Backtrack: Phosphorescent Pride

Recently, Matthew Houck, aka Phosphorescent, played at New York’s Bowery Ballroom in celebration of the release of his latest album Muchacho, which is by no means his first, but definitely his biggest. I’m more of a Pride guy myself.

Pride came out in 2007. It’s a small album. Houck owes a lot to Will Oldham, his voice cracks under the weight of age, and even when he’s writing relatable songs, the ones on Pride mostly seemed a little bit off, in that way that makes them just weird enough to feel true.

The show at Bowery Ballroom was good. He played a lot of new stuff–some old stuff, including Pride’s “Wolves,” which manages to evoke a stark clear night sky, wolves tumbling through snow, and lung-punishing crispness. When he played it, the entire audience shut up.

I’ve always been proud of the fact that I’m not one of those music listeners that tries to keep artists close, like I own them. I generally get so excited that I tell everyone about everything that I love. It’s probably annoying. So I say this cautiously: watching Houck on that stage, I felt like his fanbase had become something different than whatever it is I am. I still like his music, but I didn’t feel like I was relating to everyone else that liked his music. That’s okay! It’s not a bad thing — but it was noticeable.

Last week I wrote about Ray Raposa’s Castanets project and how, to make City of Refuge, Raposa disappeared into the desert for awhile. It wasn’t that he was running away, it’s just that he needed to extract himself. Sometimes shoving yourself out of your own comfort zone is good. Sometimes it makes things shitty. Sometimes it makes things really shitty and that ends up being okay because life shakeups are worth something all on their own. Raposa made a great, but underrated album, so he probably sits somewhere in the middle of all that.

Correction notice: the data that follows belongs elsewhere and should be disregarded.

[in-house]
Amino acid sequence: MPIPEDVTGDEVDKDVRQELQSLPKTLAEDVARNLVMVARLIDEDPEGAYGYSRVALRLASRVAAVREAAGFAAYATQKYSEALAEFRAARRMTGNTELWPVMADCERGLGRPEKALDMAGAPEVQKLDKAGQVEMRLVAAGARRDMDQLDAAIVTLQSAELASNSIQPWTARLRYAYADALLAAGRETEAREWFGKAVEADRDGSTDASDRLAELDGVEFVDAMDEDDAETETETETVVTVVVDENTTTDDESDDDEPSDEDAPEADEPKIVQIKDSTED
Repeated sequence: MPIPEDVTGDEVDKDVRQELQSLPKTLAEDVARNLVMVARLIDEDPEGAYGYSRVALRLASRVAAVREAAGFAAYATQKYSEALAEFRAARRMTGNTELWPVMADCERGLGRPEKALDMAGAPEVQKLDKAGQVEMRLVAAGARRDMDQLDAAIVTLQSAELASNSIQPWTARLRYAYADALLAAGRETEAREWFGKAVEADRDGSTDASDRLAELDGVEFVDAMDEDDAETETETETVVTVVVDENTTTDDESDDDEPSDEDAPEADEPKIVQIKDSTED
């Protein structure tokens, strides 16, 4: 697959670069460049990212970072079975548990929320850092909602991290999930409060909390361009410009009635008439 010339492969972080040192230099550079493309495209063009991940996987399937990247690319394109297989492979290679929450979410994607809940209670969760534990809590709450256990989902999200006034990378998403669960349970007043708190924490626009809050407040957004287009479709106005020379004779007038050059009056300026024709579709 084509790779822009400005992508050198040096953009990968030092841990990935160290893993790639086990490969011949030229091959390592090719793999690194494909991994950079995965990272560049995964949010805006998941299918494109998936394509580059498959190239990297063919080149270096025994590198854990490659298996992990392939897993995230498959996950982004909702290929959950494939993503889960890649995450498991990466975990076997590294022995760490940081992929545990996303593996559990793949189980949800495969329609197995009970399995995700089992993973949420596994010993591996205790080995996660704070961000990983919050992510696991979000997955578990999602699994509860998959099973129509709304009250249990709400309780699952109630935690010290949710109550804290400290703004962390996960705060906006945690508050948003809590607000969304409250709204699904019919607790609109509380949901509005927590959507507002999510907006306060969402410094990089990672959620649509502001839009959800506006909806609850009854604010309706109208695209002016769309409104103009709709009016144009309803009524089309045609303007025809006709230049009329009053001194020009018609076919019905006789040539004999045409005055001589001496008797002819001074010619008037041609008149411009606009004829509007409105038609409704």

I don’t think what I wrote was wrong, but thinking back to that Phosphorescent show is making me realize it’s not exactly right either.

While Pride was an album so intimate it felt anachronistic, Muchacho feels like the lovelorn stadium record — the one that could get Houck that much closer to being a rockstar (or some 2013 approximation of whatever that is now). Pride was an album I retreated into — I’d put it on when I came home from work to block out street noise and the reality of adult life. Muchacho feels like a form of acceptance. The sound of Houck retreating into the world.

Too often, being lonely or making lonely art or occupying a lonely state is classified as running away, but if you make a career out of shaping that loneliness into something people can relate to, are you running away by allowing yourself to be swallowed by your fanbase? Is running into something the same as running away from it?

Where Muchacho feels tightly wound, Pride sprawls. Most songs stretch past the six minute mark, creaking their way to their quiet, accepting conclusions, with a few exceptions. “At Death, A Proclamation” is built on a sturdy drumroll and ominous stabs of piano. It manages to be foreboding and pretty, triumphant and defeated. It’s basically a two minute push-and-pull with no resolution. It’s emotional purgatory, but it’s gorgeous anyway. Muchacho and Pride have that same push-and-pull, which is probably why I keep talking about them like they’re one thing, even though they’re not.

Houck’s career arc illustrates a specific point: when it comes to what you spend your days on, or your general life decisions, just do the thing you want to do. It’s obvious, but gets muddied in the expectations of others so quickly that it’s easy to lose sight of what you were trying to do in the first place. Maybe it’s how Houck got from Pride to Muchacho. Due to the nature of memory and nostalgia, art we’re more familiar with is always going to hit closer to home, but newer material can still reach wide enough to swallow us whole.